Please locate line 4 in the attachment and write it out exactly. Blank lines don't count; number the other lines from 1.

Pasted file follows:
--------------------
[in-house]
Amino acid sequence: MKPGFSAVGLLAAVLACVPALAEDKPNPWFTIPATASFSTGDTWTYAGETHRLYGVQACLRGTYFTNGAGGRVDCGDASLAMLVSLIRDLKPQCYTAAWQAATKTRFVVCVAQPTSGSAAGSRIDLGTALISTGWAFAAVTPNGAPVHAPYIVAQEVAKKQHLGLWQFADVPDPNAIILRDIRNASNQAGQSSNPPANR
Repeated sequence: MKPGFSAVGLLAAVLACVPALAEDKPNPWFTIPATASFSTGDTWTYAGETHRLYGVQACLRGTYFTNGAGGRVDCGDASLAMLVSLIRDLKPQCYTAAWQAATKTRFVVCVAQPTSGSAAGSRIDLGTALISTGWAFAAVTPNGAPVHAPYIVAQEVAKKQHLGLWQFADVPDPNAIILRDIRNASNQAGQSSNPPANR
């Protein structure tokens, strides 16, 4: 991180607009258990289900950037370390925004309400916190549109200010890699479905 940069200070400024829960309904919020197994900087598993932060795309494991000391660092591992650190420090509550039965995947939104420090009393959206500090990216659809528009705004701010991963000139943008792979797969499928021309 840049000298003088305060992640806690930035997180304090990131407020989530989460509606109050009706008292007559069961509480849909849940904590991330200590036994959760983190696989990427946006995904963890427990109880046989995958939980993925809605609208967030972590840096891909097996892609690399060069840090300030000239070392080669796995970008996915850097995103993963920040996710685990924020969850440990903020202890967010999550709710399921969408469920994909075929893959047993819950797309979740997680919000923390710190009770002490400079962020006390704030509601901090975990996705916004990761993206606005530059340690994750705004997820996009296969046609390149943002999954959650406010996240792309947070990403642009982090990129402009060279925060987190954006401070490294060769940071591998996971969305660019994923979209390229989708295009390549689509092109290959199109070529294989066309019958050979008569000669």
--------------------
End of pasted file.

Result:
């Protein structure tokens, strides 16, 4: 991180607009258990289900950037370390925004309400916190549109200010890699479905 940069200070400024829960309904919020197994900087598993932060795309494991000391660092591992650190420090509550039965995947939104420090009393959206500090990216659809528009705004701010991963000139943008792979797969499928021309 840049000298003088305060992640806690930035997180304090990131407020989530989460509606109050009706008292007559069961509480849909849940904590991330200590036994959760983190696989990427946006995904963890427990109880046989995958939980993925809605609208967030972590840096891909097996892609690399060069840090300030000239070392080669796995970008996915850097995103993963920040996710685990924020969850440990903020202890967010999550709710399921969408469920994909075929893959047993819950797309979740997680919000923390710190009770002490400079962020006390704030509601901090975990996705916004990761993206606005530059340690994750705004997820996009296969046609390149943002999954959650406010996240792309947070990403642009982090990129402009060279925060987190954006401070490294060769940071591998996971969305660019994923979209390229989708295009390549689509092109290959199109070529294989066309019958050979008569000669």